5 Steps to Better Public Land Deer Hunting

September 26, 2017 By: Brian Grossman

Let’s face it. Not all of us have access to high-quality, low-pressure, private hunting land. In fact, for many of us — myself included — it is public land where we spend the majority of our time in pursuit of white-tailed deer. For some it is a decision made for the challenge and freedom that hunting public land presents. For others, it is simply a factor of not being in a position financially to purchase or lease a place to hunt. In that way, public lands level the playing field and provide every deer hunter with a place to hang their stand, so to speak.

Public land comes with its own set of challenges, however. Being successful on public land often requires a little different approach than when hunting private land. In all my years as both a public land hunter and manager, I’ve found that the five steps outlined in this article will speed up the learning curve and tip the odds in your favor of putting venison in the freezer.

Go Aerial

Aerial photos, that is! Before I ever step onto a new piece of public hunting land or Wildlife Management Area (WMA), I like to get a good feel for the area’s terrain and habitat by looking over aerial photos and topographical maps. Thanks to the Internet and apps like onX Hunt, this is a pretty simple process.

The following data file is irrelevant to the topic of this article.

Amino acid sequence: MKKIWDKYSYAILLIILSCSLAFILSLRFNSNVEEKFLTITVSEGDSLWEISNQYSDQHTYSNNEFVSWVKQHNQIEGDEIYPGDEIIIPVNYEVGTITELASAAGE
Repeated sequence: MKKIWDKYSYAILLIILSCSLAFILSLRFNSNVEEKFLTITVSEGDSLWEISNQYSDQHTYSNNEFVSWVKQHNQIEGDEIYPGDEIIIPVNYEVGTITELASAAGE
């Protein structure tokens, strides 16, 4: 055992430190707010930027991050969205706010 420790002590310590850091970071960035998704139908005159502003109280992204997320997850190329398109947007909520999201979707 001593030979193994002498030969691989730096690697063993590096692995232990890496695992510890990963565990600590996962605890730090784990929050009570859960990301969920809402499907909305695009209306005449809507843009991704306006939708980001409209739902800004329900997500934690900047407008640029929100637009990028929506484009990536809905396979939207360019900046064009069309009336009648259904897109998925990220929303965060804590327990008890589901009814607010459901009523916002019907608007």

Once you have located the hunting property on your mapping app, a lot of great information can be had from a high-quality aerial photograph. Aerial photos allow you to differentiate the various habitat types, such as crops, fallow fields, stands of hardwoods, pine plantings, and cedar thickets. You can also locate water features, drainages, and potential travel funnels.

When you get the area’s manager on the phone, do not make the mistake of asking where to go to kill a big buck. I can tell you from my 10 years of public land management experience that these folks hear this question way too often, and nothing tightens their lips quicker.

In addition to the habitat and terrain, don’t overlook studying the area’s access points on the map. This will give you a good idea of where the hunting pressure will come from, as well as potential areas off the beaten path. Research has shown the further you get from vehicle access, the less hunting pressure you have to contend with. That doesn’t mean, however, that a long walk is always in order to find a good spot. Sometimes it is simply an overlooked area near the road or a small tract off by itself that can pay big dividends.

Make the Call

The next step to public land deer hunting success is making a call to the people who know it best: the ones who manage it. The titles will vary, but it will most likely be a wildlife biologist or area manager or, in the case of my former position with the Georgia DNR, a wildlife technician. You should be able to track down their contact information via the Internet or with a phone call to your state fish and wildlife agency.

When you get the area’s manager on the phone, do not make the mistake of asking where to go to kill a big buck. I can tell you from my 10 years of public land management experience that these folks hear this question way too often, and nothing tightens their lips quicker. Instead, show them you have done your homework by asking details about specific locations, such as hunting pressure, available food sources, the deer herd age structure, and overall hunter success. You will get a lot more information when they see you’ve already put some effort in yourself.